After due trial, the court a quo rendered the following judgment:

WHEREFORE, IN THE LIGHT OF THE FOREGOING, the court finds the accused, Bernardo Quidato, Jr., guilty beyond reasonable doubt as a co-principal in the offense of Parricide which falls under Article 246 (of the Revised Penal Code), for the death of his father, Bernardo Quidato, Sr., and accordingly, is hereby sentenced by this court to suffer the penalty of RECLUSION PERPETUA, with all the accessory penalties provided by law and to indemnify the other heirs of Bernardo Quidato, Sr., the amount of P50,000.00, in accordance with current case doctrines of the Supreme Court, and to pay the costs.

SO ORDERED.[9]
From the aforesaid judgment of conviction, appellant interposed the present appeal, assigning the following errors:
1. THE TRIAL COURT ERRED IN GIVING CREDENCE TO THE EXTRAJUDICIAL CONFESSIONS OF REYNALDO MALITA (EXH. C) AND EDDIE MALITA (EXH. D) IN CLEAR VIOLATION OF THE CONSTITUTIONAL RIGHTS OF THE ACCUSED-APPELLANT TO CONFRONT WITNESSES.

2. THE TRIAL COURT ERRED IN FINDING (THE) EXISTENCE OF CONSPIRACY IN THE CASE AT BAR.

3. THE TRIAL COURT ERRED IN DISREGARDING THE DEFENSE RAISED BY THE ACCUSED AND DISREGARDING (ANY) ILL-MOTIVE OF REYNALDO AND EDDIE MALITA IN KILLING THE VICTIM.
Accused-appellant must be acquitted.

In indicting accused-appellant, the prosecution relied heavily on the affidavits executed by Reynaldo and Eddie. The two brothers were, however, not presented on the witness stand to testify on their extra-judicial confessions. The failure to present the two gives these affidavits the character of hearsay. It is hornbook doctrine that unless the affiants themselves take the witness stand to affirm the averments in their affidavits, the affidavits must be excluded from the judicial proceeding, being inadmissible hearsay.[10] The voluntary admissions of an accused made extrajudicially are not admissible in evidence against his co-accused when the latter had not been given an opportunity to hear him testify and cross-examine him.[11]

The Solicitor General, in advocating the admissibility of the sworn statements of the Malita brothers, cites Section 30, Rule 130 of the Rules of Court which provides that "[t]he act or declaration of a conspirator relating to the conspiracy and during its existence, may be given in evidence against the co-conspirator after the conspiracy is shown by evidence other than such act or declaration." The inapplicability of this provision is clearly apparent. The confessions were made after the conspiracy had ended and after the consummation of the crime. Hence, it cannot be said that the execution of the affidavits were acts or declarations made during the conspiracy’s existence.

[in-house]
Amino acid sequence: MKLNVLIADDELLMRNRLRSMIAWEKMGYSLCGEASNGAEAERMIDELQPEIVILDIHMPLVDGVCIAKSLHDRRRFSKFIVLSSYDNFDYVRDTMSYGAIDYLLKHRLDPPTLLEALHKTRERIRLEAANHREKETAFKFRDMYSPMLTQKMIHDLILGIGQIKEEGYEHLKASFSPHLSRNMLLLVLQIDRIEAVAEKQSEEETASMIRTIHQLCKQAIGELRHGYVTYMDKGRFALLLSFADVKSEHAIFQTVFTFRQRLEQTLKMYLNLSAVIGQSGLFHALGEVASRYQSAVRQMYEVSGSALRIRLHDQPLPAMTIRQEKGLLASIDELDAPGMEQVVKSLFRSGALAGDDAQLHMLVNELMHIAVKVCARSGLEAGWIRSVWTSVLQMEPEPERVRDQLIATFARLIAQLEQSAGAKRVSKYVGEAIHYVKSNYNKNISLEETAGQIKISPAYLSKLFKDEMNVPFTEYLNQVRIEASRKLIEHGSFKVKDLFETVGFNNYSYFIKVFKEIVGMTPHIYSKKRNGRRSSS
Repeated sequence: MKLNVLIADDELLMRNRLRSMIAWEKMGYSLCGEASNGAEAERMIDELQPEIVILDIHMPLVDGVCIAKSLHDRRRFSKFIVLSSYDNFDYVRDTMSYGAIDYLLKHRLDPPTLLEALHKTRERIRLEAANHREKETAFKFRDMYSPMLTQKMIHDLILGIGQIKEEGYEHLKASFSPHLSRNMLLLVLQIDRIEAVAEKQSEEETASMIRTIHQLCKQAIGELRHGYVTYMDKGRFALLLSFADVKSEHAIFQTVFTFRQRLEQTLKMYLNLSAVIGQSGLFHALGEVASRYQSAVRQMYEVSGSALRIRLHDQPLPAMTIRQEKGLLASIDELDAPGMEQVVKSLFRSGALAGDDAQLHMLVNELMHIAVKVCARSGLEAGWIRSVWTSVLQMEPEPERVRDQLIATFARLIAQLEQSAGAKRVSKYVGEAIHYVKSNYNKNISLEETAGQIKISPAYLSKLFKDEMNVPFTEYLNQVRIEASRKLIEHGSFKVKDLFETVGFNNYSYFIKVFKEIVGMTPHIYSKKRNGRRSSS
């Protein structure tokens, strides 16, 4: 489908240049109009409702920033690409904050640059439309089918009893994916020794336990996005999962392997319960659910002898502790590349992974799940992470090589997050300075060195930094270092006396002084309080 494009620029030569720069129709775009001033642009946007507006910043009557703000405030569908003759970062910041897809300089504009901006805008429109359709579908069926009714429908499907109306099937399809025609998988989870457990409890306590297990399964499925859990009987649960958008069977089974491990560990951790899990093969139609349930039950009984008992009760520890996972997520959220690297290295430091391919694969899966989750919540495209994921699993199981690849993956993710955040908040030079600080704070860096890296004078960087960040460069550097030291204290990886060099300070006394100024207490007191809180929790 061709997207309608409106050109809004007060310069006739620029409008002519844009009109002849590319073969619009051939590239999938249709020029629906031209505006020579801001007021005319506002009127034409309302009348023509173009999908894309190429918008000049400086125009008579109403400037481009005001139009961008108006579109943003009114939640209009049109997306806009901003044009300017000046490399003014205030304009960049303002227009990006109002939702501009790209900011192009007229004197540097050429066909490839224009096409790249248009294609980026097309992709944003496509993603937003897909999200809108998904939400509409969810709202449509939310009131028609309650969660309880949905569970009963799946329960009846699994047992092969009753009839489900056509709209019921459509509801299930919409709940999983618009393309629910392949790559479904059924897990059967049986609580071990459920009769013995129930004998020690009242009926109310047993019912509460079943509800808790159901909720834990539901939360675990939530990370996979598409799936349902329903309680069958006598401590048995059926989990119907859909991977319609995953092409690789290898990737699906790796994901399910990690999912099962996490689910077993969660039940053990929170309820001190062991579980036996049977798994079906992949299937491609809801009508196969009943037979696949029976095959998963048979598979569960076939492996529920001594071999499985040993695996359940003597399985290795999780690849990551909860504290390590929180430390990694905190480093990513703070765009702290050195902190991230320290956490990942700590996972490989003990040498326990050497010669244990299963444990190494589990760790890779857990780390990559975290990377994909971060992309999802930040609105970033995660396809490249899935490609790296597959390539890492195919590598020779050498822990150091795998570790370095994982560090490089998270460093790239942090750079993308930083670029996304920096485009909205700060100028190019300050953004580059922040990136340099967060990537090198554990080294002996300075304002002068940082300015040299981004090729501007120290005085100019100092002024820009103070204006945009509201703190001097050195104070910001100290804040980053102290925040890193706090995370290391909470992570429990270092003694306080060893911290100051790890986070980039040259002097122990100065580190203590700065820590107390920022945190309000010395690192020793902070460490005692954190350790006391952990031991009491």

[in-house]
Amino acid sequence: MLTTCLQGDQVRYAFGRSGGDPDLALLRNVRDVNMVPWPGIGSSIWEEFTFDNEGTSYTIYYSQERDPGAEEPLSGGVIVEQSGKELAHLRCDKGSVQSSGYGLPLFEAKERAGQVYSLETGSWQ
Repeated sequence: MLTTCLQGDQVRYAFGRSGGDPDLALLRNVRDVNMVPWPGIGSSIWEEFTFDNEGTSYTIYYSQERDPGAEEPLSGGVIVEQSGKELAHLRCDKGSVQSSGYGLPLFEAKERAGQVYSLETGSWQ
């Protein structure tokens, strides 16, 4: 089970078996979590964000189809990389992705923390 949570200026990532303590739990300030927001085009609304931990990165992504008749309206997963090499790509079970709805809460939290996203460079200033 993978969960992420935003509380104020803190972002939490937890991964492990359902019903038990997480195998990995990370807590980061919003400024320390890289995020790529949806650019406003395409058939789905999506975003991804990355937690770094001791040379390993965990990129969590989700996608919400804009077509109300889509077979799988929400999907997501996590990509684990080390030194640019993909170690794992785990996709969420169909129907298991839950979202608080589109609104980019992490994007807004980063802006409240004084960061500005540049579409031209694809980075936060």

Likewise, the manner by which the affidavits were obtained by the police render the same inadmissible in evidence even if they were voluntarily given. The settled rule is that an uncounseled extrajudicial confession without a valid waiver of the right to counsel - that is, in writing and in the presence of counsel - is inadmissible in evidence.[12] It is undisputed that the Malita brothers gave their statements to Patrolman Mara in the absence of counsel, although they signed the same in the presence of counsel the next day. As ruled in People vs. Compil:[13]
[T]he belated arrival of a CLAO (now PAO) lawyer the following day even if prior to the actual signing of the uncounseled confession does not cure the defect (of lack of counsel) for the investigators were already able to extract incriminatory statements from accused-appellant"Thus, in People vs. De Jesus (213 SCRA 345 [1992]) we said that admissions obtained during custodial interrogations without the benefit of counsel although later reduced to writing and signed in the presence of counsel are still flawed under the Constitution.